Another gig we waited two plus years for. Toronto’s Jerry Leger was building up a head of steam with two great releases (‘Nonsense & Heartache’ and ‘Time Out For Tomorrow’) under his belt when his 2020 tour of Europe was scrapped. But, silver linings and all that, Leger’s rescheduled tour arrived riding a wave of unalloyed praise for his latest record, the sublime ‘Nothing Pressing’, said by many to be the best of his two decades in the business.
Glasgow was the last show on the UK leg of an ambitious European tour and Leger and his band, The Distractions (Dan Mock – bass/vocals, Kyle Sullivan – drums/vocals, Alan Zemaitis – keyboard) , were by now well honed. The set list leaned heavily on the new album, rightly so, but there were a few diversions into the back catalogue which reminded us that Leger has a wealth of great material to choose from. Their opening shot, a short, sharp and sweet ‘Kill It With Kindness’ rumbled into a fiery ‘Corner Light’ which had Al Kooper like swirls of organ embedded within it. Given that they were playing in a basement, Leger’s description of ‘Recluse Revisions’ as a deep country basement song was quite apt as the band swamped into this faded lament of a bunch of old guys playing “Cowboy songs they know by heart.” ‘Is He Treating You Good?’, a song from the archives was a real country tearjerker while ‘Underground Blues’ sounded as if Leger was dredging around in Dylan’s muddy backwaters and on ‘With Only You’ there was a gorgeous sense of Lennon like vulnerability. It’s a song which really allowed Leger’s fine light voice plenty of space to roam while the band positively sparkled.
A brief solo acoustic interlude found Leger singing Neil Young’s ‘Old Country Waltz’, dedicated to his late friend Sean Whelan, and two songs from ‘Nothing Pressing’, the aching Alex Chilton like ‘Sinkin’ In’ and the title song which was given a sense of prairie hopefulness and eventual ennui. Solo, Leger was as engaging as with the full band and a whole set of songs such as these can just be imagined. Maybe he’ll agree to do some house concerts next time over.
Anyhow, as the band returned and plugged in, all hell was set loose. A thunderous blast of noise, like bonfire night and the 4th July combined, erupted. A rogue cable or input line or something was sourced as the culprit after a short while but it was genuinely scary. After some tentative plugging in and unplugging (and of course, some wag in the audience shouting out have you tried switching it off and on again!) and plugging in again, the gremlin was gone and the band, to their credit, soon hit their stride again. ‘Wait A Little Longer’ was infused with a 60’s like innocence and ‘It Don’t Make The Wrong Go Away’ positively ached with a longing which one associates with writers such as Rodney Crowell. They romped towards the end of the set with a rousing delivery of ‘Big Boy Blues’ and the slow vamp of ‘Factory Made’ which had Leger casually leaning on a convenient pillar, giving us his sales pitch (and the merch table was busy after). An encore was well deserved but, perhaps smarting from the gremlins, the sound guy switched everything off as the crowd were clapping for more. Undeterred, Leger and his guitar stepped down from the stage and gave us a wonderful solo delivery of ‘Dreamer, Pretender’. Triumph over adversity came to mind.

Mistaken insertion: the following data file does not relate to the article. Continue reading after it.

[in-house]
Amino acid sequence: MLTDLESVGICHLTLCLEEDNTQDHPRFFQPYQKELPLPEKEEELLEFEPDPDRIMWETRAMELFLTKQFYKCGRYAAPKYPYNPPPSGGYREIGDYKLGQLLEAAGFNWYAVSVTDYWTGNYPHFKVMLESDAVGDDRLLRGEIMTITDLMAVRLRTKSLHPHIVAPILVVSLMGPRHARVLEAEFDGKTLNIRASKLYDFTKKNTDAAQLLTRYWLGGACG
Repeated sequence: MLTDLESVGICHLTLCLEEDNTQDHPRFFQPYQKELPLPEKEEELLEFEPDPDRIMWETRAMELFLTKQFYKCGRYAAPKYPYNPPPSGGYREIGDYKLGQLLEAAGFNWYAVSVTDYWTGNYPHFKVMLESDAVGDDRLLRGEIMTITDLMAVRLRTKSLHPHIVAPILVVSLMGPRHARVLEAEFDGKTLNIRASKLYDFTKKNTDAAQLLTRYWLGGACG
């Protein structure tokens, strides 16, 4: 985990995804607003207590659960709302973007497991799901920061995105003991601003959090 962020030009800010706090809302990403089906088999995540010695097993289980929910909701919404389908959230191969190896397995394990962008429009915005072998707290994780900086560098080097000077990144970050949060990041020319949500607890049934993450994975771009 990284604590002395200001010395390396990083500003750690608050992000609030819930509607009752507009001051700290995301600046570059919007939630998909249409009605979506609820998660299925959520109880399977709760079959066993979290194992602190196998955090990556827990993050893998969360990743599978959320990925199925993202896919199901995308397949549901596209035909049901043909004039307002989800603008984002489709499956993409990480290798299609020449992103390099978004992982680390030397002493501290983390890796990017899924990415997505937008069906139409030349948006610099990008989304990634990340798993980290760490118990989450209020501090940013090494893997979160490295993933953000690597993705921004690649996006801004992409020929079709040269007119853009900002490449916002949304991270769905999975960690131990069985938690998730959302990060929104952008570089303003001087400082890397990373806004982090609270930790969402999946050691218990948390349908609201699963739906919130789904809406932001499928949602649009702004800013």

Despite the sound issues, it was apparent tonight that Leger is a force to be considered with. He looks cool, he sings brilliantly, the band are on fire and he has the songs to back all this up.
Before Leger blew us all away, Scott C. Park, a young songwriter from Lewis, accompanied by a keyboard player and drummer, entertained the early stalwarts who turn up for support acts. Despite a muddled sound mix, the drums way too loud, the vocals and guitar way too low, he turned in several songs which, having now heard some online studio versions, allow that he is an interesting listen. ‘Blind Eye’ in particular is well worth searching for although on the night it failed to display much of its subtlety.